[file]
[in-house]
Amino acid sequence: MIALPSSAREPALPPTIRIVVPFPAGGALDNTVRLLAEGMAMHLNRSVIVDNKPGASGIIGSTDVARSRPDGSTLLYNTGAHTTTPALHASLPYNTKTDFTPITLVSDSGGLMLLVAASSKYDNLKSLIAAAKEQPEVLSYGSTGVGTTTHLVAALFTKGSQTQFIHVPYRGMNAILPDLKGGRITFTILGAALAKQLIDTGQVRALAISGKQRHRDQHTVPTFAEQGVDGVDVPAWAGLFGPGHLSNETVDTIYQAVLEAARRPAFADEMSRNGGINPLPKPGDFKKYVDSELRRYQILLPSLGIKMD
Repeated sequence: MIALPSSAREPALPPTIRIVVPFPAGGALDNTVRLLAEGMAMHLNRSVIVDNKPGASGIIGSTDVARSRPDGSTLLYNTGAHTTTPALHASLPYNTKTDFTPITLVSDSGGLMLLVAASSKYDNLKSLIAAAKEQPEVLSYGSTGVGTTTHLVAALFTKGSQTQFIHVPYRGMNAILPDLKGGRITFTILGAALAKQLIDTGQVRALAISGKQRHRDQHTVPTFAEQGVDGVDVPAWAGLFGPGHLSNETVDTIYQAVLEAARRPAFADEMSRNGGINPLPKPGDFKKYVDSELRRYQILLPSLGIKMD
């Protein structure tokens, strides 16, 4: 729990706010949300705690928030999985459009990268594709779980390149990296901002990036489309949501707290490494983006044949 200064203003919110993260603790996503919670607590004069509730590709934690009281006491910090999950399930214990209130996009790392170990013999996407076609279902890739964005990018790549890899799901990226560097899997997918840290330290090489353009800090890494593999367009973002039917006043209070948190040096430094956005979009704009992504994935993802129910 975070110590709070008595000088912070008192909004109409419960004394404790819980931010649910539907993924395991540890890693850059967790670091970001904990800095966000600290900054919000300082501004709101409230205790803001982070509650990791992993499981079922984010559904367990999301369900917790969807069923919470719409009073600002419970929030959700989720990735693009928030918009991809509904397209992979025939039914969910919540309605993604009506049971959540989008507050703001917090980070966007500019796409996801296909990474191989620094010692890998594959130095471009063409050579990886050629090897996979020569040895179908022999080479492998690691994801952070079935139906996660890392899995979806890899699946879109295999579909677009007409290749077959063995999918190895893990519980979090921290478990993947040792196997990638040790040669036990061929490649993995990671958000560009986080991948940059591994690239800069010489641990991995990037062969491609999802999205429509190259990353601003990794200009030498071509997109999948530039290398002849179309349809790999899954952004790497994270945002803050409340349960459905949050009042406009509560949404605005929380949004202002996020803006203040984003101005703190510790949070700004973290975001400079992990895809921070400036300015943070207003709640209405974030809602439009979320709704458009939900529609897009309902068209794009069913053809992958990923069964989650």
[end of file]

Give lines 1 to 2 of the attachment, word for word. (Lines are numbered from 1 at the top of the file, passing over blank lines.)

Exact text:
[in-house]
Amino acid sequence: MIALPSSAREPALPPTIRIVVPFPAGGALDNTVRLLAEGMAMHLNRSVIVDNKPGASGIIGSTDVARSRPDGSTLLYNTGAHTTTPALHASLPYNTKTDFTPITLVSDSGGLMLLVAASSKYDNLKSLIAAAKEQPEVLSYGSTGVGTTTHLVAALFTKGSQTQFIHVPYRGMNAILPDLKGGRITFTILGAALAKQLIDTGQVRALAISGKQRHRDQHTVPTFAEQGVDGVDVPAWAGLFGPGHLSNETVDTIYQAVLEAARRPAFADEMSRNGGINPLPKPGDFKKYVDSELRRYQILLPSLGIKMD